Culture in whatever form — art, thought, history, religion — is for meditation and conversation. Both are necessary sequels to the experience. Cultivation does not come automatically after exposure to the good things as health follows a dose of the right drug. If it did, orchestra players would be the most cultured people musically and copy editors the finest judges of literature. Nor does “reading up” on art suffice unless it spurs meditation and conversation. Both are actions of the mind along the path of finesse. No one can imagine a systematic conversation. As for true meditation, it excludes nothing; its virtue is to comprehend — in both senses: to understand and to take in the fullest view. Both are actions of the mind-and-heart, and therefore charged with the strongest feelings. Indeed both interior monologue and spoken dialogue aim at discerning which feelings and to what degree of each belong to an idea or an image. That is how culture reshapes the personality: it develops the self by offering the vicarious experience and thought; it puts experience in order.
Culture is not a diversion for the idle or the passive, though many believe it to be. William James alerts us to this tendency in his essay, “The Social Value of the College Bred” (1908):
We of colleges must eradicate a curious notion which numbers of good people have about such ancient seats of learning as Harvard. To many ignorant outsiders, that name suggests little more than a kind of sterilized conceit and incapacity for being pleased. . . . In Edith Wyatt’s exquisite book of Chicago sketches called “Every One his Own Way” there is a couple who stand for culture in the sense of exclusiveness, Richard Elliot and his feminine counterpart — feeble caricatures of mankind, unable to know any good thing when they see it, incapable of enjoyment unless a printed label gives them leave. Possibly this type of culture may exist near Cambridge and Boston, there may be specimens there, for priggishness is just like painter’s colic or any other trade disease. . . . Real culture lives by sympathies and admirations — under all misleading wrappings it pounces unerringly on the human core.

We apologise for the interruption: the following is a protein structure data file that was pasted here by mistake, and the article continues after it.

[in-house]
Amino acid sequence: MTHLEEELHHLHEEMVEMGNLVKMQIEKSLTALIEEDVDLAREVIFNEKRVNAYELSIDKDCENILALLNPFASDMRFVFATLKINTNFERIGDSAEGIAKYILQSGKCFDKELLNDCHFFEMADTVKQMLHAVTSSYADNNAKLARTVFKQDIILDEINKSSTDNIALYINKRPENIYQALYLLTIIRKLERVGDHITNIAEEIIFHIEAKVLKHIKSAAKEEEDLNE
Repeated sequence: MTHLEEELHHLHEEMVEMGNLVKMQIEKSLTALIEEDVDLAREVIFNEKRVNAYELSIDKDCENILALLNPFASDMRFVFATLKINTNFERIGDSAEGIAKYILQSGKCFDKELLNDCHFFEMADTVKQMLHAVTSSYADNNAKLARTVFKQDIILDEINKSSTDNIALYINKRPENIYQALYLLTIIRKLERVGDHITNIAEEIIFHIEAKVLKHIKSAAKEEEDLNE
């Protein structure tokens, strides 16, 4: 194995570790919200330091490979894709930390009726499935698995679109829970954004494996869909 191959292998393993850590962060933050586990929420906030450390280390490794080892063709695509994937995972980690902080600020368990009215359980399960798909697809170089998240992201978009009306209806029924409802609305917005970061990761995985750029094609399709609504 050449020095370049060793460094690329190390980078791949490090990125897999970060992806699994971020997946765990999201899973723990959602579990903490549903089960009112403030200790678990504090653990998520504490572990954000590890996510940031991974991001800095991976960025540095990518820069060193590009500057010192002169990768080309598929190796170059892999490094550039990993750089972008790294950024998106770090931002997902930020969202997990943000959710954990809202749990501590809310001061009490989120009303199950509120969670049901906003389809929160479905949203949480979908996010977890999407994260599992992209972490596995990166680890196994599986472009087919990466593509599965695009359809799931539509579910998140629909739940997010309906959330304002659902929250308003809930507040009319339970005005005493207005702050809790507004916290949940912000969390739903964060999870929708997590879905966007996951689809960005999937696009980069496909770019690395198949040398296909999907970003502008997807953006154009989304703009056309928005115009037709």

We get the words culture and cultivated from Latin: to till, to plow a field. Preparing a plot of land for a crop is no more sweaty an activity than cultivating one’s mind. As tools for cultivation, James’s “sympathies and admirations” go well with Barzun’s “meditation and conversation,” and together they open the gate of our imagination of the real, so we can put our experience in order.
As a teacher, now retired, of remedial writing and English as a second language, I worked with students whose native languages have no verb “to be,” whose adjectives followed nouns, and whose interrogatives were distinguishable from their declaratives only by a sentence’s last syllable.
By appealing to my students’ imaginations of the real, I showed them the meaning behind sounds that reversed expected word order and altered the way they looked at the world. I showed them how to move from the grove of translation dictionaries to the agora of conversation so that they could, in English, negotiate contracts, discuss poetry and politics, and otherwise put their experience in order. This work required of both teacher and student “knowledge attended by doing.”
Daily, I encountered cultures — history, religion, art, thought — different from mine. Because the giving and taking of meaning is not automatic, it was imperative for me to walk about the students’ groves — Murasaki and Mishima, Kott and Szymborska, Goethe and Grass, Borges and Márquez — if I expected them to join me in my agora — Shakespeare and Blake, Dickinson and Ginsberg, Hurston and Williams, Barzun and James.
It was a delicate task requiring tact and vigor. Occasionally I got hot and winded, but my students left the classroom speaking more English than they did when they arrived.
The grove, the agora, and the gate are real. Even in my retired state, my stroll with Barzun and his colleagues continues. Daily, I work to keep my experience in order by reading, meditating, and conversing. As I seek the antecedents, concomitants, and consequences in the apparent chaos of the world and art, I sometimes find a namable source of public dismay.
Long a resident of New York City, David Dannenbaum recently moved to Austin, Texas